Friday 31 October 2014

Travel: How cruising became cool

Once derided as the preserve of the 'newlywed, overfed and nearly dead', cruise holidays are reinventing their image to appeal to a young upwardly mobile set. But will the new trend for floating luxury ultimately sink or swim?

Tanya Sweeney

Published 13/04/2014 | 02:30

Ships now feature luxurious solariums su as this one on the Celebrity Silhouette.
Cafe el Bacio
Ships like the Celebrity Silhouette have trendy cafes and luxurious solariums

The Solstice-class ships of Celebrity Cruises are the first ships to have "real" grass growing on the top deck.

Music gigs are staged in a bewildering array of venues, and now they're happening at sea. The Californian hipster festival Coachella now takes to the open waters on a cruise liner for a three-day floating event that sails to the Bahamas and Jamaica.

Elsewhere, rock groups such as Weezer, Kid Rock and Dave Matthews Band run successful music cruises around the US.

It's a wonder that the marriage of the high-end luxury of cruising and the vast disposable income of trendy youngsters didn't happen years ago.

Yet of the 30 million overseas holidays booked in the UK and Ireland every year, only 1.75 million are cruises.

According to Jo Rzymowska, MD of Celebrity Cruises (UK & Ireland), the cruise industry is finally experiencing a shift away from its age-old, polyester-blend image.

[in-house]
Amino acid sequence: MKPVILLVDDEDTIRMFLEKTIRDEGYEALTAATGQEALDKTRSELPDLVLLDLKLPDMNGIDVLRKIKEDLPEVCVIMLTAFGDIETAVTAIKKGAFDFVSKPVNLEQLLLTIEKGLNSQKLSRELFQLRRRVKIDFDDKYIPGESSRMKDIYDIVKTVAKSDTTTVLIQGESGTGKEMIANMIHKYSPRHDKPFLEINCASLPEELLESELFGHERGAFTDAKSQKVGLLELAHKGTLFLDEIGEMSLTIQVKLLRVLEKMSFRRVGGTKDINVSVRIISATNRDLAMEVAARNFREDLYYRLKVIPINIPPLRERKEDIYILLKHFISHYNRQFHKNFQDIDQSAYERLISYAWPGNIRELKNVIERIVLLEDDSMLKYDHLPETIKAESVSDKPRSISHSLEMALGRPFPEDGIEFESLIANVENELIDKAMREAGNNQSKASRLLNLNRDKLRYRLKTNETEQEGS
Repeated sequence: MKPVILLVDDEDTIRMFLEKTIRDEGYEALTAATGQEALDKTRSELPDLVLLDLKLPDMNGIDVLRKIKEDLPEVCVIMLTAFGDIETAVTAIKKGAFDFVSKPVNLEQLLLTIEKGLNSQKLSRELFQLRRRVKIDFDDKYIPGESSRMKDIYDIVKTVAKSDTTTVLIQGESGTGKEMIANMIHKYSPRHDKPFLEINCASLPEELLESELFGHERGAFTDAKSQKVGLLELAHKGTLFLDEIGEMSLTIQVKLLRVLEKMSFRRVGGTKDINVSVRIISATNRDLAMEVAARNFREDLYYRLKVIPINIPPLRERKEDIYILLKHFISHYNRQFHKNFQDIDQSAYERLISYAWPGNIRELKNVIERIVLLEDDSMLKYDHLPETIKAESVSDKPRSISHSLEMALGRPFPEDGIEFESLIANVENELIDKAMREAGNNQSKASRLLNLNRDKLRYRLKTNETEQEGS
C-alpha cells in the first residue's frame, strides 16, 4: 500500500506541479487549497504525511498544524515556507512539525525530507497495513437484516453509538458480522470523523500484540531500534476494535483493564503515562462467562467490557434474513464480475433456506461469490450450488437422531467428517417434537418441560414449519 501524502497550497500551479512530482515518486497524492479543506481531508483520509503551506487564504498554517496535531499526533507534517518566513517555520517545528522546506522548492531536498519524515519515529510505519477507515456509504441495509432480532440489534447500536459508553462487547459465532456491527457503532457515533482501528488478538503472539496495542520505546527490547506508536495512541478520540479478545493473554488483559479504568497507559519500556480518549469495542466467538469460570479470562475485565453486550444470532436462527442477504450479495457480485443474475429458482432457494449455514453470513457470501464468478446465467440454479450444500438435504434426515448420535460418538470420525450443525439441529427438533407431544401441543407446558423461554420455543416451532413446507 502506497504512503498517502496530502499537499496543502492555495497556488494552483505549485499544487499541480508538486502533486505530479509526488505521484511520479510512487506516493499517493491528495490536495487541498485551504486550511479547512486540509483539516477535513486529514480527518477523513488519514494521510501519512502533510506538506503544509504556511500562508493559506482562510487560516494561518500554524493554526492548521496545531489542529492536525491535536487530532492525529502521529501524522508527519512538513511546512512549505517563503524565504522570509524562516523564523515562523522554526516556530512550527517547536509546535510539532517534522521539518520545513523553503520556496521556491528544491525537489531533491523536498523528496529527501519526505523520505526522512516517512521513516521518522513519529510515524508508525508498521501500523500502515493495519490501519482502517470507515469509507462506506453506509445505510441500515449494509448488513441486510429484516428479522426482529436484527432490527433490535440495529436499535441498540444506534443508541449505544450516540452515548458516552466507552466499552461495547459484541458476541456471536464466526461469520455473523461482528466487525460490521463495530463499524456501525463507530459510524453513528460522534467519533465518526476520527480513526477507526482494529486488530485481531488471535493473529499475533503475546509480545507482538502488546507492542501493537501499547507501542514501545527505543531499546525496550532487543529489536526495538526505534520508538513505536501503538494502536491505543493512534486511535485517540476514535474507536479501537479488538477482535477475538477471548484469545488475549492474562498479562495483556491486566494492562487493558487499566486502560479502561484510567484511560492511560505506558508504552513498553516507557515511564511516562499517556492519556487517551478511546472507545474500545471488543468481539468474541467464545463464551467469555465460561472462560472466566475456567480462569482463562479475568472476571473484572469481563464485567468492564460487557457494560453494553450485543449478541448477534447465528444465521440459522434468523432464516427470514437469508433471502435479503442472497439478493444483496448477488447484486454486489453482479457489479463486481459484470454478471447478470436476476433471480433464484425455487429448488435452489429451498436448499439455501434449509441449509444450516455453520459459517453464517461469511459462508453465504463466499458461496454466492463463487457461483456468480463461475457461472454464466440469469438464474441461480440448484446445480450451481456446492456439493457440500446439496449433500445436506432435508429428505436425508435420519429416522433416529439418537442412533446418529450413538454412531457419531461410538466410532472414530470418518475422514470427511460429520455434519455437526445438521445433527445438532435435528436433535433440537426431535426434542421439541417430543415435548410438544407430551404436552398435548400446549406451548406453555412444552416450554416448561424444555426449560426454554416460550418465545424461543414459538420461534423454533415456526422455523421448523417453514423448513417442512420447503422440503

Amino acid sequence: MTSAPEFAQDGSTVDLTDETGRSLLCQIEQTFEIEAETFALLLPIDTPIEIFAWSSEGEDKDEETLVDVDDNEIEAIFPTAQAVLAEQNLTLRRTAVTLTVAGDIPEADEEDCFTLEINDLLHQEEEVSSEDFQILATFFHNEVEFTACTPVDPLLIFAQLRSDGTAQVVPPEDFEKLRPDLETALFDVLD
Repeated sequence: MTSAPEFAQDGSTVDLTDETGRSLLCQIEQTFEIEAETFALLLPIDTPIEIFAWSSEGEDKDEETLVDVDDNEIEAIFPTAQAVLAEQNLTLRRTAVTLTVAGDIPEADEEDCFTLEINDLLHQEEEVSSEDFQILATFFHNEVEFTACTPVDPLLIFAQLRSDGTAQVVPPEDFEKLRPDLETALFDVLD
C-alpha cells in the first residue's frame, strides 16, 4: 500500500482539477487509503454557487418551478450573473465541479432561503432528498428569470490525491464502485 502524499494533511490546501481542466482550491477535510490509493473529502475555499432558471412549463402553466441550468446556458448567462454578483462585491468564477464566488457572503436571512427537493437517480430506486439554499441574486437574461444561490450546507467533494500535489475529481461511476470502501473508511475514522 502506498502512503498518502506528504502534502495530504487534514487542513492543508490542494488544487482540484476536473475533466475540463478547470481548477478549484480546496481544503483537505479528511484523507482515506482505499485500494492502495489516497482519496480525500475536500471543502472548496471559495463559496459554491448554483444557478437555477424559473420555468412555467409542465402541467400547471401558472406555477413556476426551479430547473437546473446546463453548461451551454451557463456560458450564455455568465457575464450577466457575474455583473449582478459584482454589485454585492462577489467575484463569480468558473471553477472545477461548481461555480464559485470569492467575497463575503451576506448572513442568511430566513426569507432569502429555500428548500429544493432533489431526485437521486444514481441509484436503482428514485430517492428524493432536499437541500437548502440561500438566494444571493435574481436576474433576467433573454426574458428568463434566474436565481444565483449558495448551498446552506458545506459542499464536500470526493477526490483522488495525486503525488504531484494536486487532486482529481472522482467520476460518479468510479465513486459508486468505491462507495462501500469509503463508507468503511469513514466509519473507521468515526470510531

"I was asked years ago, 'Would you come work in the cruise industry?', and my initial reaction was that it wasn't for me," she admits. "I had the same misconceptions as everyone else about cruising, but now I'm an evangelist about it."

Rzymowska likens the cruise trip to skiing: a type of holiday that most people baulk at until they actually experience it first-hand.

"Before people go cruising, they're not sure they'll like it, then they get bitten by the bug," she says.

She's not joking: the rate of repeat business for Celebrity Cruises currently stands at 42pc.

Yet Rzymowska readily admits that she still has an uphill climb ahead of her while she preaches to the yet-to-be-converted. The image of cruising as the preserve of what she calls the "newlywed, overfed and nearly dead" still holds firm.

"When people say, 'A cruise isn't for me', I just say, 'Well, do you like culture? What about top restaurants and fine wines? Or top spa treatments?' And they'll say, 'Oh yeah, that's exactly what I need'.

"For a certain group of people – affluent, with disposable income, who like the finer things in life – a holiday is a real necessity. And this sort of trip ticks all the boxes."

The fringe benefits of cruising are manifold. Effectively doing away with the discomfort of the long-haul flight – not much more than a necessary evil for most people – the journey becomes part of the holiday itself.

A cruise liner really is a city on the water, complete with Apple stores, spinning classes, theatres and wine clubs. As it stands, the wellness element of the cruise is a big priority for Celebrity Cruises.

With US spa chain Canyon Ranch now on board, the plan is to devise a number of tailor-made wellness and fitness packages for clients in the near future.

The prices aren't as forbiddingly excessive as first meets the eye, either.

"For around €2,000 you can have a 13-night cruise departing from Rome in a balcony room," says Rzymowska. "You pay extra for spa treatments and your bar bill, but more often than not we have drinks promotions on. Price-wise, it goes up to about €15,000 to €20,000 for a top suite with a private butler, private dining area and bar, with everything included in that price – as long as it's legal!"

So far, so sumptuous, yet the question begs to be answered: just how did cruising become so strongly associated with an older clientele in the first place? How did the "floating luxury" holiday memo get so spectacularly lost?